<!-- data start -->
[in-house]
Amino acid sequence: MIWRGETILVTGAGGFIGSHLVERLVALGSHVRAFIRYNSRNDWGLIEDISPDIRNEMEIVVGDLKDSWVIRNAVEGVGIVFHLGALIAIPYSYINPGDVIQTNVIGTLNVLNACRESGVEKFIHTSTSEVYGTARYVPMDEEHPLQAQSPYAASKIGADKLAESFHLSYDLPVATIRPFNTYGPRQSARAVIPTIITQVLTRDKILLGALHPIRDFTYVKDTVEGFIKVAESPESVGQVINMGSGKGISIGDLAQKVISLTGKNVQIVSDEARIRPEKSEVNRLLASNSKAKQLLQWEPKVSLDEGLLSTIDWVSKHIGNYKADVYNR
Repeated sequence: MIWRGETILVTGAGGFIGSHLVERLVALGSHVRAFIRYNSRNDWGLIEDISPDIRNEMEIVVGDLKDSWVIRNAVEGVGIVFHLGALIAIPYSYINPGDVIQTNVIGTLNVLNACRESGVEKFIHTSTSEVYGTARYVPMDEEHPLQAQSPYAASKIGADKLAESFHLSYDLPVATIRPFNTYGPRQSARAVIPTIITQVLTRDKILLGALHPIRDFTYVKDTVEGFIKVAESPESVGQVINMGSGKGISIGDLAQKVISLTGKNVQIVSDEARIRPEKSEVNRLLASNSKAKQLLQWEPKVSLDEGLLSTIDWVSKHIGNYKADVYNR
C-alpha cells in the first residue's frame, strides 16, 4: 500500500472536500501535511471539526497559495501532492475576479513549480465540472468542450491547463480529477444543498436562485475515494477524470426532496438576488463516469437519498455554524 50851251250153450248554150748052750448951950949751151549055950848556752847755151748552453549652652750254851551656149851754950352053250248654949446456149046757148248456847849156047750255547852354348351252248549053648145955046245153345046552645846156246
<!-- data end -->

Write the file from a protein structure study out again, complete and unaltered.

[in-house]
Amino acid sequence: MIWRGETILVTGAGGFIGSHLVERLVALGSHVRAFIRYNSRNDWGLIEDISPDIRNEMEIVVGDLKDSWVIRNAVEGVGIVFHLGALIAIPYSYINPGDVIQTNVIGTLNVLNACRESGVEKFIHTSTSEVYGTARYVPMDEEHPLQAQSPYAASKIGADKLAESFHLSYDLPVATIRPFNTYGPRQSARAVIPTIITQVLTRDKILLGALHPIRDFTYVKDTVEGFIKVAESPESVGQVINMGSGKGISIGDLAQKVISLTGKNVQIVSDEARIRPEKSEVNRLLASNSKAKQLLQWEPKVSLDEGLLSTIDWVSKHIGNYKADVYNR
Repeated sequence: MIWRGETILVTGAGGFIGSHLVERLVALGSHVRAFIRYNSRNDWGLIEDISPDIRNEMEIVVGDLKDSWVIRNAVEGVGIVFHLGALIAIPYSYINPGDVIQTNVIGTLNVLNACRESGVEKFIHTSTSEVYGTARYVPMDEEHPLQAQSPYAASKIGADKLAESFHLSYDLPVATIRPFNTYGPRQSARAVIPTIITQVLTRDKILLGALHPIRDFTYVKDTVEGFIKVAESPESVGQVINMGSGKGISIGDLAQKVISLTGKNVQIVSDEARIRPEKSEVNRLLASNSKAKQLLQWEPKVSLDEGLLSTIDWVSKHIGNYKADVYNR
C-alpha cells in the first residue's frame, strides 16, 4: 500500500472536500501535511471539526497559495501532492475576479513549480465540472468542450491547463480529477444543498436562485475515494477524470426532496438576488463516469437519498455554524 50851251250153450248554150748052750448951950949751151549055950848556752847755151748552453549652652750254851551656149851754950352053250248654949446456149046757148248456847849156047750255547852354348351252248549053648145955046245153345046552645846156246